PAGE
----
Shiovra has been named High Priestess of the village Tara, but she quickly finds herself hunted by the Milidh, a clan born of war and vengeance. With the safety of Tara at stake, it is decided that she is to seek aid from her betrothed, one she considers the enemy.
At her side is Odhrán, a Milidh warrior sworn to protect her and determined to gain her trust. But their journey is fraught with peril and Shiovra learns that darkness lurks in the hearts of her own kin.
Steeped in ancient Irish myth, this tale is spun of love, war, and DEFIANCE.
Blurb and cover from Goodreads
4 out of 5 stars
How can you look at that cover and not want this book? (Yes, I succumb to cover lust, don’t judge me.) Reading this was an exciting, fresh take on Celtic mythology and little geeky me was psyched every time I recognized a name or a reference, but I still mean to brush up on my Irish lore.
I downloaded this when it was listed free for a month awhile back and there is a note in the back saying it is being reedited. For the most part, I think that there were a lot of places where transitions or sequences could have been handled more gracefully, but over all I enjoyed it. I finished this in a fairly short time and got my emotions tangled up over how it would end, so it must be good. There was a total of four sex scenes in here and I skipped over them for the most part. They weren’t that explicit, but I’m me and that’s that.
Shiovra was a consistent character that was sympathetic and inspired concern. For the most part, I couldn’t help but shake the feeling that she was being used without knowing and it made me worry. She was strong without being overbearing, makes people take responsibility for their own actions, and has a dedication to duty that I haven’t been seeing much in characters lately. There is this one part a little after the 80% mark on my Kindle where Shiovra becomes lovers with He-Who-Shall-Not-Be-Named-For-Fear-Of-Spoilers that I didn’t really like. The fact that she had just finished tongue-lashing another person for doing the same thing and was betrothed to someone else aside, it felt to me like he pressured her into it. I also wish that the build up to that scene had been a little more…intense.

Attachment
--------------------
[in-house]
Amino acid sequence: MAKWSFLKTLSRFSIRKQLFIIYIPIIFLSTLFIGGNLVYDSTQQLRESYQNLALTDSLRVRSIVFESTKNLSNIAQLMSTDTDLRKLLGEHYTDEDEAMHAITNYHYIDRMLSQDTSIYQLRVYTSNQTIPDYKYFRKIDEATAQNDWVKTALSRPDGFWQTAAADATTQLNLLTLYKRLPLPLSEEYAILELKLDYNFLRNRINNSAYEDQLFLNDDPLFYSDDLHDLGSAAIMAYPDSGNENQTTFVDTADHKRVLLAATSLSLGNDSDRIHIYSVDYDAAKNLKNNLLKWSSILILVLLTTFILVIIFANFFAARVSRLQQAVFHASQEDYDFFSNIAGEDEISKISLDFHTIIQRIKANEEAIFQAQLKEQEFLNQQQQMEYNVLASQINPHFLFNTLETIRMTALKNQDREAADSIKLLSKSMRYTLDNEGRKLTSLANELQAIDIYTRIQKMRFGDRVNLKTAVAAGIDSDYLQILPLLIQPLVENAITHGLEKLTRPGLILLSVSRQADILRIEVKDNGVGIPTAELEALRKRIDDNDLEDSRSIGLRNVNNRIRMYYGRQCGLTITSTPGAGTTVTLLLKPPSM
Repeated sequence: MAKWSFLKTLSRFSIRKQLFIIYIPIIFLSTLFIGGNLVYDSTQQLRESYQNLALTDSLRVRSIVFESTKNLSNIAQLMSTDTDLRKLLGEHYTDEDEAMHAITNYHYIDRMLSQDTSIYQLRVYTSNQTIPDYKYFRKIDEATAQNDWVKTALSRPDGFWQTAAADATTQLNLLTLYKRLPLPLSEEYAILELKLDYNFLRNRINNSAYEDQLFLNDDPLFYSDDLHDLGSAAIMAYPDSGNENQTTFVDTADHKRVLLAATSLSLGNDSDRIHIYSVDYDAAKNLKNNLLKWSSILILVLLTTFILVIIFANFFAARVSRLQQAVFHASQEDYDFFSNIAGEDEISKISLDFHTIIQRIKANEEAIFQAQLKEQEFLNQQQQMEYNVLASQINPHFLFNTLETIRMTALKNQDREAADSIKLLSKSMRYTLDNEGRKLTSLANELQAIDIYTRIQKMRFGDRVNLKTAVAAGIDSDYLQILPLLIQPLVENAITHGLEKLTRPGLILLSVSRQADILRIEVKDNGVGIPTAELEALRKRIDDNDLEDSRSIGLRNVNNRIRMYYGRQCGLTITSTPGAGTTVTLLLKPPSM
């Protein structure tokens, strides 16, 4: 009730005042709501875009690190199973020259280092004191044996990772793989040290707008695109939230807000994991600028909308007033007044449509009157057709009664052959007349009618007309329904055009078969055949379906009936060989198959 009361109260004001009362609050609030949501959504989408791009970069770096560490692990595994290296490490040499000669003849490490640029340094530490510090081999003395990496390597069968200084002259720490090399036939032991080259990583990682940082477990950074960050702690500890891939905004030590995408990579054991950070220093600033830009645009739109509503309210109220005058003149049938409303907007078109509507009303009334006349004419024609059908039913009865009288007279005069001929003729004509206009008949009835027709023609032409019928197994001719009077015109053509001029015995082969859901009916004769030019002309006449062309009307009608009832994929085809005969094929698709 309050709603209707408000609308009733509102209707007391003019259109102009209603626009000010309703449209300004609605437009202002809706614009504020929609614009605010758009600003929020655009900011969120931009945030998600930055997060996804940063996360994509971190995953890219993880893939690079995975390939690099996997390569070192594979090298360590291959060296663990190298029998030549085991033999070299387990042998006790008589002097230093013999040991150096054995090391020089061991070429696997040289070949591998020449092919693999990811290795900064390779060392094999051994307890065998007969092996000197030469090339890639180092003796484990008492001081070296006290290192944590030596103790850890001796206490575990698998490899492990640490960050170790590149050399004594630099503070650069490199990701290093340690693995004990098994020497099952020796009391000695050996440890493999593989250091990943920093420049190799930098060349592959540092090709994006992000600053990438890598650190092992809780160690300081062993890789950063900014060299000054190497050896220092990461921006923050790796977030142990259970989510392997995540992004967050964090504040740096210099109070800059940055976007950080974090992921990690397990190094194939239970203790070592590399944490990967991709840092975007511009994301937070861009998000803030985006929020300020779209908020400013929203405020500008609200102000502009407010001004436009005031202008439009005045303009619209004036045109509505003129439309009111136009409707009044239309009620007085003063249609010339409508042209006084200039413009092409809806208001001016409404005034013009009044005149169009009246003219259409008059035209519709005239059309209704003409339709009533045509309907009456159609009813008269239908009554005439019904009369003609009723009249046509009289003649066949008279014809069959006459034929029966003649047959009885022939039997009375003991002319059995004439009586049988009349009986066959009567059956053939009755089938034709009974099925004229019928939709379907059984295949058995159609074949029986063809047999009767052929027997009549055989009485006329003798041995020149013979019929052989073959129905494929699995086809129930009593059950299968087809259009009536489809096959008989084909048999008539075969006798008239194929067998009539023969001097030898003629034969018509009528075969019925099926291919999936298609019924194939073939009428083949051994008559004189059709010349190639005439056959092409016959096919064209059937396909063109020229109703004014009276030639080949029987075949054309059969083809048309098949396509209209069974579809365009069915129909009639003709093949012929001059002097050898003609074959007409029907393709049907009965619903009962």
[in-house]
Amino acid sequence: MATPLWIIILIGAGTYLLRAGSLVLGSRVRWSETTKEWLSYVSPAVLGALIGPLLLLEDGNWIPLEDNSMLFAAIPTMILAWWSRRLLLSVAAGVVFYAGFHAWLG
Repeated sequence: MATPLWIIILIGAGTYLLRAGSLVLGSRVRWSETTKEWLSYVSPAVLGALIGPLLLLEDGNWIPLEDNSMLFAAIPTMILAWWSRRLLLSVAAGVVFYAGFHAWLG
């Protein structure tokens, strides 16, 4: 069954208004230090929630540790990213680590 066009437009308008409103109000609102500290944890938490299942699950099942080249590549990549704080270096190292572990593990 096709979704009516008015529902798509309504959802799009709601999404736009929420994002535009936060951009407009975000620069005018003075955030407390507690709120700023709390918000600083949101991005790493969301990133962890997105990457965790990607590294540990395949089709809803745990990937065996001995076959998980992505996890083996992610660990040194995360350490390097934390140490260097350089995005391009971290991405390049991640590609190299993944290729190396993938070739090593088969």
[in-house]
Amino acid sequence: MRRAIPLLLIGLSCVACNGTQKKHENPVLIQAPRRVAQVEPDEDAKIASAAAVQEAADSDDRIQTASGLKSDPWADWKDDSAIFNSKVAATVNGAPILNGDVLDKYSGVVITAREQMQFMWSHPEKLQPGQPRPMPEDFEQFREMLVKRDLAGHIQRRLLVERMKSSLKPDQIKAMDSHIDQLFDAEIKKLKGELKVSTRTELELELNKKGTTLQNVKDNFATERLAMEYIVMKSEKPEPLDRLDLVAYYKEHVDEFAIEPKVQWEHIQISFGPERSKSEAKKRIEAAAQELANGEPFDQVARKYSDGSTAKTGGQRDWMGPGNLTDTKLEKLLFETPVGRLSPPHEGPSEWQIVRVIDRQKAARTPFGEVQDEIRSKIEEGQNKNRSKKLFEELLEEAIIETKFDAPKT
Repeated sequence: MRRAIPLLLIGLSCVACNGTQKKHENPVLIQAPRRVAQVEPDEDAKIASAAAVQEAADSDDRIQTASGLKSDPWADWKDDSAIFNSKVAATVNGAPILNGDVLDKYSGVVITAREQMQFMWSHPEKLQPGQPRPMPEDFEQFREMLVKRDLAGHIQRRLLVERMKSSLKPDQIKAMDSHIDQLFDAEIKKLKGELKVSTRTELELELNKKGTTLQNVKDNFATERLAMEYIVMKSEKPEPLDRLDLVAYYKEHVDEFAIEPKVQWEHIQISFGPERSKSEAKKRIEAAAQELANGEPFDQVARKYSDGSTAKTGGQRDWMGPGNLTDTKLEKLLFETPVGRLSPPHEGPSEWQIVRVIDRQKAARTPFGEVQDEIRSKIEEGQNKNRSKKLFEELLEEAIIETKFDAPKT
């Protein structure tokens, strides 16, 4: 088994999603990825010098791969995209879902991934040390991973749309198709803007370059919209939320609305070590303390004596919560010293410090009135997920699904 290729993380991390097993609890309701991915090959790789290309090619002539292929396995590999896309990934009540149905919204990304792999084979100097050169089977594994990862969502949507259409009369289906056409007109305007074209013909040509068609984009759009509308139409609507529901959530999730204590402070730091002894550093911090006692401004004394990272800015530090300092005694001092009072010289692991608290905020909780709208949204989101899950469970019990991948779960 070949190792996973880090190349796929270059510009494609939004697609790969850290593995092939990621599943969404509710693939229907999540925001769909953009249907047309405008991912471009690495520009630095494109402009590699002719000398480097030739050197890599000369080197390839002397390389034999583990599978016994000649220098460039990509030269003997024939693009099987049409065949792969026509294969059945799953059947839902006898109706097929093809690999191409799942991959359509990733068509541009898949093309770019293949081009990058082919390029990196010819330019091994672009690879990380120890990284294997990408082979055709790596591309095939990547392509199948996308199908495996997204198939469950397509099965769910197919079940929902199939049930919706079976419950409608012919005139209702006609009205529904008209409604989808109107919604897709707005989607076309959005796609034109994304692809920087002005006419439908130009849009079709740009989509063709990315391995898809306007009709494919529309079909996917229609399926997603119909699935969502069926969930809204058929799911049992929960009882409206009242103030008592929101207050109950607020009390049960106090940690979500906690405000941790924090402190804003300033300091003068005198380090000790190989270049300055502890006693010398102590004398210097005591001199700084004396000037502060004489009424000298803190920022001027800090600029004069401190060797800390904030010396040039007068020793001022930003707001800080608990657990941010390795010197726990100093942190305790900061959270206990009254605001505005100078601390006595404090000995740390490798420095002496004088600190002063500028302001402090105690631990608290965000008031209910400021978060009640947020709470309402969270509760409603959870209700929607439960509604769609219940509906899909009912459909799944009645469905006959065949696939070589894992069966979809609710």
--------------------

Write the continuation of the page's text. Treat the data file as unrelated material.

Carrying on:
There is this one warrior leader, Meara, who I wish we had seen more of. She’s a woman in ancient Ireland leading men into battle with a spear—tell me that’s not worth exploring? I would have liked a touch of backstory on her and a little explanation as to why she fights alongside the men and why her men follow her when that is clearly not a cultural norm. I hope there will be more of that in Betrayal.
Odhrán was…complicated. I don’t know how to feel about his character. I loved his sarcastic comebacks to Daire and he was definitely intriguing, but I’m not sure whose side he’s on or what his ends are. I have this theory bouncing around in my head that would explain a whole lot, but I’m only 40% vested in its likelihood.
I did like most of the characters, including the villains. No, especially the villains. Every story needs a good one (or two or three or four) and here we get the “dark lord” baddie as well as the “evil queens”—the ultimate package.
This story has a lot of potential, but I would recommend waiting until the reedits are done. With a little polishing, it could be a spectacular piece.